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'Free the Arctic 30' Protest at Embassy in OsloFree The Arctic 30: Blur and Gorillaz frontman Damon Albarn, Clash bassist Paul Simonon, fashion designer Dame Vivian Westwood and actor Jude Law were just four of the thousands of demonstrators across the UK who have demonstrated in outrage at the piracy charges against 30 Greenpeace protesters – part of world wide protests at Russia’s actions in jailing  30 environmental activists from Greenpeace’s Arctic Sunrise crew on charges of piracy.  Activists and governments around the World are shocked by Moscow’s decision to level piracy charges, and Australia’s Foreign Minister Julie Bishop met Russia’s Deputy Foreign Minister Igor Morgulov on the sidelines of the APEC summit of Asia-Pacific leaders in Bali yesterday over concerns for Australian Colin Russell, who is among those arrested.

In the autumn chill, hundreds of protesters gathered outside the Russian Embassy in London, with other demonstrations in Edinburgh, Swansea, Bristol, Liverpool and Southampton. The thirty include Kieron Bryan, a freelance videographer, and five activists from the UK, Philip Ball, Anthony Perrett, Frank Hewetson, Alexandra Harris and Iain Rogers.

A court in Russia’s northwestern region of Murmansk has charged all the crew members — who come from 18 countries including Britain and the United States — with offences that carry jail terms of up to 15 years. The incident has set off a burgeoning diplomatic effort to secure the activists’ release despite Russia’s tough stance. The Netherlands broke more than two weeks of silence about the case Friday by starting legal action under the UN Convention of the Law of the Sea aimed at quickly freeing the crew.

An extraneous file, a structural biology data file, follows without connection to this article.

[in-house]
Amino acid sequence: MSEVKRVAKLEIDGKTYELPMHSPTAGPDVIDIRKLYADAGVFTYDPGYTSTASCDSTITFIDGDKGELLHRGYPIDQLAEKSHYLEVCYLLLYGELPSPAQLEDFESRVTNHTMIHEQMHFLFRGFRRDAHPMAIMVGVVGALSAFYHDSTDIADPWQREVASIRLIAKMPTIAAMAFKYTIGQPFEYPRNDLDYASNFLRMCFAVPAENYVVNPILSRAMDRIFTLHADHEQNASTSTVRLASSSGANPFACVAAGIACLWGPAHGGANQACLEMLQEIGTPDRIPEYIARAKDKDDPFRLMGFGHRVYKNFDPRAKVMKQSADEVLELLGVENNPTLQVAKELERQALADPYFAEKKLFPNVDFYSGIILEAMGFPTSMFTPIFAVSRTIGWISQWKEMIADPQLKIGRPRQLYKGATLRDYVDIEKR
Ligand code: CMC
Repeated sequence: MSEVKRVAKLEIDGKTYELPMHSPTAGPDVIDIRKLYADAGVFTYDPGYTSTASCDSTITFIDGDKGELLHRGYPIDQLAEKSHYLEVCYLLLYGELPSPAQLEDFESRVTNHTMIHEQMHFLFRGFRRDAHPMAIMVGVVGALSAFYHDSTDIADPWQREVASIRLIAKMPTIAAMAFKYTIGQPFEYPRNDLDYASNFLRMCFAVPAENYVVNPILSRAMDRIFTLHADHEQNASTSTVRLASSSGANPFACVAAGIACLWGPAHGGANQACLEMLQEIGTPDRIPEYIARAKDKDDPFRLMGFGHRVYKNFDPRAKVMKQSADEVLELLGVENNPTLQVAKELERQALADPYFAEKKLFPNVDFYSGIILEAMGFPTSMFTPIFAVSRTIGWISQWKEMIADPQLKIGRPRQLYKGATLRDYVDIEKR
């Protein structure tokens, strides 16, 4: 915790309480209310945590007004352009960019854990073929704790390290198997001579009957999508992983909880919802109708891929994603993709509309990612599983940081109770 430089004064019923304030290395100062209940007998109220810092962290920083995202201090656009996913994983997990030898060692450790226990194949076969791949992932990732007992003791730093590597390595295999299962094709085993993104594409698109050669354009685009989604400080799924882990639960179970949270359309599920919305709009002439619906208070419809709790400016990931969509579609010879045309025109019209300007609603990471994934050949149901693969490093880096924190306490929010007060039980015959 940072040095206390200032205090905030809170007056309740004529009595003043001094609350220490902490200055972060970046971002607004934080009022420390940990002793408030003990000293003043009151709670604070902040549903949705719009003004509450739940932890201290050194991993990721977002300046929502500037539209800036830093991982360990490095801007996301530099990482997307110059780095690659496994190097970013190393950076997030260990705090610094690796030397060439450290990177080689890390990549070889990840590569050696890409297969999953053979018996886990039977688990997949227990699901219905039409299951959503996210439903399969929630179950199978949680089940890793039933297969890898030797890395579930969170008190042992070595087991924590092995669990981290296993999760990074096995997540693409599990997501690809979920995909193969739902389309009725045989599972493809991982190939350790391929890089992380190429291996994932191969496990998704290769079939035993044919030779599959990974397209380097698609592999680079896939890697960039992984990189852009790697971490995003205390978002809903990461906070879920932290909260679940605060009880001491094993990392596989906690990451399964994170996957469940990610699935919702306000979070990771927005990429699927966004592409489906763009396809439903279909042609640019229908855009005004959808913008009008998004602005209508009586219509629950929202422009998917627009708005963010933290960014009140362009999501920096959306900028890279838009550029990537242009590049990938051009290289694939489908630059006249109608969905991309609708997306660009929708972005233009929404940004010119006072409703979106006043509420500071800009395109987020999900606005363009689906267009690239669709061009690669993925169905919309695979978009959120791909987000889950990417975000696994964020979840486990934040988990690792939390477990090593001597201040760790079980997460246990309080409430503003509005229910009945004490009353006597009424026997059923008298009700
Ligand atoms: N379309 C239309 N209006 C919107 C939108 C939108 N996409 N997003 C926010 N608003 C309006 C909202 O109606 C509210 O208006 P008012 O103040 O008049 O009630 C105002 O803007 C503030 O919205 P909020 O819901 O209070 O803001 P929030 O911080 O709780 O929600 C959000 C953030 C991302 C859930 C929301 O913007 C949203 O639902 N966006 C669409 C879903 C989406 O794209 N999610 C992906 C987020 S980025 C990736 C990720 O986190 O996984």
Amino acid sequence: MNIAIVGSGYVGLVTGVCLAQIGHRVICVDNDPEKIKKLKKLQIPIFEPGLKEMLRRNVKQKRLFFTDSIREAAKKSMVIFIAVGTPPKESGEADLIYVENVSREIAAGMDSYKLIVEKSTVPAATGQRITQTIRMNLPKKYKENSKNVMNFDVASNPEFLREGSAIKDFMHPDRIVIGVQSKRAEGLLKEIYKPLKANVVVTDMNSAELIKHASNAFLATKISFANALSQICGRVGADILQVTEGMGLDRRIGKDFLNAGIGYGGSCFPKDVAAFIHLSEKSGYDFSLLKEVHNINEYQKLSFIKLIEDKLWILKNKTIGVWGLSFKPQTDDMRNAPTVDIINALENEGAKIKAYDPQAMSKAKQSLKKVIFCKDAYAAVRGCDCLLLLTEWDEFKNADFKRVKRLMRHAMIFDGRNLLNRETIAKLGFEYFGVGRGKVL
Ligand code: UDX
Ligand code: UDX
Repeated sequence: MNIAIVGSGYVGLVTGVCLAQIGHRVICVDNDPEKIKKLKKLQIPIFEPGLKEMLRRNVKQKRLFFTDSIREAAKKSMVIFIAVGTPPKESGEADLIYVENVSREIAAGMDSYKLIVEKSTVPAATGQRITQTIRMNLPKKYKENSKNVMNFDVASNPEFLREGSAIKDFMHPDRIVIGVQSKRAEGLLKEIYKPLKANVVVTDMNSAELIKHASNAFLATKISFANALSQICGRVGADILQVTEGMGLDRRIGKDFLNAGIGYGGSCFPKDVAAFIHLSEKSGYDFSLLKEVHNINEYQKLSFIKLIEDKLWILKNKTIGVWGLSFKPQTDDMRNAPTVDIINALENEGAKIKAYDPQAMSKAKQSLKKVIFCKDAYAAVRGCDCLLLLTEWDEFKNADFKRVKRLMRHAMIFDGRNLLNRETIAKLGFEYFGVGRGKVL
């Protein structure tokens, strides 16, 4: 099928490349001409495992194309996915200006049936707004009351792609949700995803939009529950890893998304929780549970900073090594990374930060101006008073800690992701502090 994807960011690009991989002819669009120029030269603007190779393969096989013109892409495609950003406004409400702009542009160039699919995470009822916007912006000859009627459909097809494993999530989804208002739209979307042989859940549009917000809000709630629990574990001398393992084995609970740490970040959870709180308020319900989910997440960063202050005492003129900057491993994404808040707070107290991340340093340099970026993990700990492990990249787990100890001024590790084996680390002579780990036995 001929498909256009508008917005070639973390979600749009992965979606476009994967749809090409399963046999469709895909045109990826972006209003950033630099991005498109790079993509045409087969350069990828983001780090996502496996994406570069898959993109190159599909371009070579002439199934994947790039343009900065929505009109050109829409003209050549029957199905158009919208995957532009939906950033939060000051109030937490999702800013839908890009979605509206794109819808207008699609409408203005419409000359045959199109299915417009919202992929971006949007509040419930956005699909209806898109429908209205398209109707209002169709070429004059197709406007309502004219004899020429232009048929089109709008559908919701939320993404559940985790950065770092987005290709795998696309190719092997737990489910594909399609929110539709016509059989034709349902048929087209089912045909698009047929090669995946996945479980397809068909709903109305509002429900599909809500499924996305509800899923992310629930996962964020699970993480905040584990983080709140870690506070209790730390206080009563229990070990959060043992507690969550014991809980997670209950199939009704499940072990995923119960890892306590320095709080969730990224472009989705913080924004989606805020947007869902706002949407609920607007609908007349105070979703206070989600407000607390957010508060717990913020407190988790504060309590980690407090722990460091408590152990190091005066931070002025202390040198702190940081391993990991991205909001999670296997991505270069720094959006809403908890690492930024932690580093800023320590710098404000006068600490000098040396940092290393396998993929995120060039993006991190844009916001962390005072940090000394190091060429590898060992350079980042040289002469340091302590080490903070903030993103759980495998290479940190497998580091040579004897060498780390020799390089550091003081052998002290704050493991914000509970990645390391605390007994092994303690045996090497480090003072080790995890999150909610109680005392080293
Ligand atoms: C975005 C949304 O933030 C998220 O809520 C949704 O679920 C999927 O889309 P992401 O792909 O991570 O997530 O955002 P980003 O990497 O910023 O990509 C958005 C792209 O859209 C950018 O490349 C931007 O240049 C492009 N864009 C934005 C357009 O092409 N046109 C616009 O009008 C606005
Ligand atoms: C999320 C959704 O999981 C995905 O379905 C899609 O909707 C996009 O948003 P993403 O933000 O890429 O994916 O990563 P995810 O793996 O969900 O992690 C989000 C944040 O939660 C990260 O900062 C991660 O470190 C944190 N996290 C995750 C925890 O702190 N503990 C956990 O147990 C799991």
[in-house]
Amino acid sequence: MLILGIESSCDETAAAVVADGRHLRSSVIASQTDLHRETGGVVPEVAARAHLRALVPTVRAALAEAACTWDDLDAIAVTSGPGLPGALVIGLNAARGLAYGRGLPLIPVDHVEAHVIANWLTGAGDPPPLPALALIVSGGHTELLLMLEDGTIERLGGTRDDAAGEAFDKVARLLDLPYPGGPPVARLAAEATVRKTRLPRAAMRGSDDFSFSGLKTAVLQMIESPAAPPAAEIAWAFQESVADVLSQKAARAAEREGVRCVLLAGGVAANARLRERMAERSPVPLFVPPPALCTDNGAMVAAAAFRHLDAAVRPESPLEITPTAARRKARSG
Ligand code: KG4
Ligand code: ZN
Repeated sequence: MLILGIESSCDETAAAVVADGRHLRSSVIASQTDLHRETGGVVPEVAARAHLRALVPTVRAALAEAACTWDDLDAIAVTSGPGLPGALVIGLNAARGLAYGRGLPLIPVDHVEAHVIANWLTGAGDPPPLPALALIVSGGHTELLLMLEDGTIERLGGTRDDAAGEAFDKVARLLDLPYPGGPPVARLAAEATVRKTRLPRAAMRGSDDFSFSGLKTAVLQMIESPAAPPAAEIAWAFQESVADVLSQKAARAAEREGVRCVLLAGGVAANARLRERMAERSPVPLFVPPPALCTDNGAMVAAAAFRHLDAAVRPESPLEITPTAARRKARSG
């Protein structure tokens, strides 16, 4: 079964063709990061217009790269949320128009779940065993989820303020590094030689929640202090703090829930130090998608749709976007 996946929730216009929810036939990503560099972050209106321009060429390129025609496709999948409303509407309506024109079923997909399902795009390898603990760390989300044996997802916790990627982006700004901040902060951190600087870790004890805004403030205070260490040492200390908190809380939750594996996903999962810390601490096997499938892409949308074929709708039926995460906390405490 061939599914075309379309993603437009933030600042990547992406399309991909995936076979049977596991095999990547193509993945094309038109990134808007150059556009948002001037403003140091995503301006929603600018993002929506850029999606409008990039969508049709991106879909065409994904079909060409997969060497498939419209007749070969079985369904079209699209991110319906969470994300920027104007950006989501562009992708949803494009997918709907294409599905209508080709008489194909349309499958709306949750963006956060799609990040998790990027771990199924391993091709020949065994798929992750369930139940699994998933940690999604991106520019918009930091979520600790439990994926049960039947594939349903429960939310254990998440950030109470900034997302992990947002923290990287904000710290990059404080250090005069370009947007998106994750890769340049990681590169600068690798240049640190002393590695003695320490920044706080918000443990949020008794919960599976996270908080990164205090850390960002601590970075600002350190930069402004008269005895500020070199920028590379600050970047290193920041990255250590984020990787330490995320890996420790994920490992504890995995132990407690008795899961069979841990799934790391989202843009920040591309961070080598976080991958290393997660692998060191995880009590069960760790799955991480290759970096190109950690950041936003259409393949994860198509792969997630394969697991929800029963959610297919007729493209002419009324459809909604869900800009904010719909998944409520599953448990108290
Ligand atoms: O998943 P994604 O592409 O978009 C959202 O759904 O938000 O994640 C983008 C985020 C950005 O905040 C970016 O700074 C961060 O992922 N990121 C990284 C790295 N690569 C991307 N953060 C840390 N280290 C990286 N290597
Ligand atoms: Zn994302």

The US State Department also said it was “monitoring the case very closely”. At a protest in Sao Paolo, the mother of a Brazilian biologist who was among those jailed, urged President Dilma Rousseff to help secure her daughter’s release. More than 100 people turned up in central Sao Paolo, holding banners including “Free our activists”.

In London Albarn said “nine times out of ten people who protest peacefully, whether through music or by trying to scale oil rigs, believe they are saying something that will ultimately benefit society”